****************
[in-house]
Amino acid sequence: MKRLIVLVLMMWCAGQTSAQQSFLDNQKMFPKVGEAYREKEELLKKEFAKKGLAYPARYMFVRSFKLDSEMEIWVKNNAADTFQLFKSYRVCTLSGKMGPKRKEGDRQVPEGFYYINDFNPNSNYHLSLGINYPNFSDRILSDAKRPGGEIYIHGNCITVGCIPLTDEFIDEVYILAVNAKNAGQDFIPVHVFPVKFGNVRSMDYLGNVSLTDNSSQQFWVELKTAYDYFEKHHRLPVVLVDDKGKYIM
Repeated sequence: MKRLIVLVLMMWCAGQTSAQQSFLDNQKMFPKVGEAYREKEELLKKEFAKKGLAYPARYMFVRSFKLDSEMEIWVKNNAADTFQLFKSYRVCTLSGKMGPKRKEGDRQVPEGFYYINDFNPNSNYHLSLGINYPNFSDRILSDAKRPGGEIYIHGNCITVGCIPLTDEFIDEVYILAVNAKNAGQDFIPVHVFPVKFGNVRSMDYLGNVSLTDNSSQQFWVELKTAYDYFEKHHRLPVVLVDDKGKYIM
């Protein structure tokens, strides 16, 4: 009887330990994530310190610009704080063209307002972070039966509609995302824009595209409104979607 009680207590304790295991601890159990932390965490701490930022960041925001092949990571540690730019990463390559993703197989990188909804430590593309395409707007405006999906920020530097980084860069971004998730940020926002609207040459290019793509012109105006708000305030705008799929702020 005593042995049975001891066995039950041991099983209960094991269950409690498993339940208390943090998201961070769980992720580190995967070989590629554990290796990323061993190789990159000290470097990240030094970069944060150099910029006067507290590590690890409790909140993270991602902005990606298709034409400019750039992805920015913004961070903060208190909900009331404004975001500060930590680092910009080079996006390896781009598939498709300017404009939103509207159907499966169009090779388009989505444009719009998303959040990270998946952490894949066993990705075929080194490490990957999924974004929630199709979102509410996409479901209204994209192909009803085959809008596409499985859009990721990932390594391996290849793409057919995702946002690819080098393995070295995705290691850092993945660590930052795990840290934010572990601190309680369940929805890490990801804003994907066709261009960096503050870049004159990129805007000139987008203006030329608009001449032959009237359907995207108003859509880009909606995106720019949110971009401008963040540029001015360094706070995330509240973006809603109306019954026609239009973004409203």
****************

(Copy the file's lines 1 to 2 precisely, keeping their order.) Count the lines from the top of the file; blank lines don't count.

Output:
[in-house]
Amino acid sequence: MKRLIVLVLMMWCAGQTSAQQSFLDNQKMFPKVGEAYREKEELLKKEFAKKGLAYPARYMFVRSFKLDSEMEIWVKNNAADTFQLFKSYRVCTLSGKMGPKRKEGDRQVPEGFYYINDFNPNSNYHLSLGINYPNFSDRILSDAKRPGGEIYIHGNCITVGCIPLTDEFIDEVYILAVNAKNAGQDFIPVHVFPVKFGNVRSMDYLGNVSLTDNSSQQFWVELKTAYDYFEKHHRLPVVLVDDKGKYIM